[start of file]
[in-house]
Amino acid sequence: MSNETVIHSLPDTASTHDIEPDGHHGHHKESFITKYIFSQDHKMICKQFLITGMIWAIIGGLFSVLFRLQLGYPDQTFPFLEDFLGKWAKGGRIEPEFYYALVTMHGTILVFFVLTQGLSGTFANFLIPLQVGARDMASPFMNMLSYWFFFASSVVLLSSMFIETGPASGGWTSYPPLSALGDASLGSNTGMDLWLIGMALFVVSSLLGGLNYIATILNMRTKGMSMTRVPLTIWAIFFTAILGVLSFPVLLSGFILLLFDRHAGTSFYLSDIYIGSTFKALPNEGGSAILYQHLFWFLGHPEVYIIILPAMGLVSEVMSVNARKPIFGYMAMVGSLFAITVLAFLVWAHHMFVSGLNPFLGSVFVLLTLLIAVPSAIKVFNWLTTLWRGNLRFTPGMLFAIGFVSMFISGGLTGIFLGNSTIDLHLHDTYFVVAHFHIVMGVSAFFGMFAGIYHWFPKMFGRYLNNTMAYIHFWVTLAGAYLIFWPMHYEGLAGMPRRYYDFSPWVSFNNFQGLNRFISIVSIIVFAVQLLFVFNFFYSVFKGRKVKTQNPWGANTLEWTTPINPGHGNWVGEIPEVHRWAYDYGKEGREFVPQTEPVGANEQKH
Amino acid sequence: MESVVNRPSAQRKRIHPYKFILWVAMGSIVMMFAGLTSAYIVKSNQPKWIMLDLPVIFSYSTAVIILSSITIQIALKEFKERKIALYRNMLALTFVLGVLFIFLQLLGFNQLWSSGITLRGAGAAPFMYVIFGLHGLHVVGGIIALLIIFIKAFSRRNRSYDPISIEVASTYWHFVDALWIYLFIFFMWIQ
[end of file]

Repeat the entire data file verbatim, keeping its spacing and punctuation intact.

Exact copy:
[in-house]
Amino acid sequence: MSNETVIHSLPDTASTHDIEPDGHHGHHKESFITKYIFSQDHKMICKQFLITGMIWAIIGGLFSVLFRLQLGYPDQTFPFLEDFLGKWAKGGRIEPEFYYALVTMHGTILVFFVLTQGLSGTFANFLIPLQVGARDMASPFMNMLSYWFFFASSVVLLSSMFIETGPASGGWTSYPPLSALGDASLGSNTGMDLWLIGMALFVVSSLLGGLNYIATILNMRTKGMSMTRVPLTIWAIFFTAILGVLSFPVLLSGFILLLFDRHAGTSFYLSDIYIGSTFKALPNEGGSAILYQHLFWFLGHPEVYIIILPAMGLVSEVMSVNARKPIFGYMAMVGSLFAITVLAFLVWAHHMFVSGLNPFLGSVFVLLTLLIAVPSAIKVFNWLTTLWRGNLRFTPGMLFAIGFVSMFISGGLTGIFLGNSTIDLHLHDTYFVVAHFHIVMGVSAFFGMFAGIYHWFPKMFGRYLNNTMAYIHFWVTLAGAYLIFWPMHYEGLAGMPRRYYDFSPWVSFNNFQGLNRFISIVSIIVFAVQLLFVFNFFYSVFKGRKVKTQNPWGANTLEWTTPINPGHGNWVGEIPEVHRWAYDYGKEGREFVPQTEPVGANEQKH
Amino acid sequence: MESVVNRPSAQRKRIHPYKFILWVAMGSIVMMFAGLTSAYIVKSNQPKWIMLDLPVIFSYSTAVIILSSITIQIALKEFKERKIALYRNMLALTFVLGVLFIFLQLLGFNQLWSSGITLRGAGAAPFMYVIFGLHGLHVVGGIIALLIIFIKAFSRRNRSYDPISIEVASTYWHFVDALWIYLFIFFMWIQ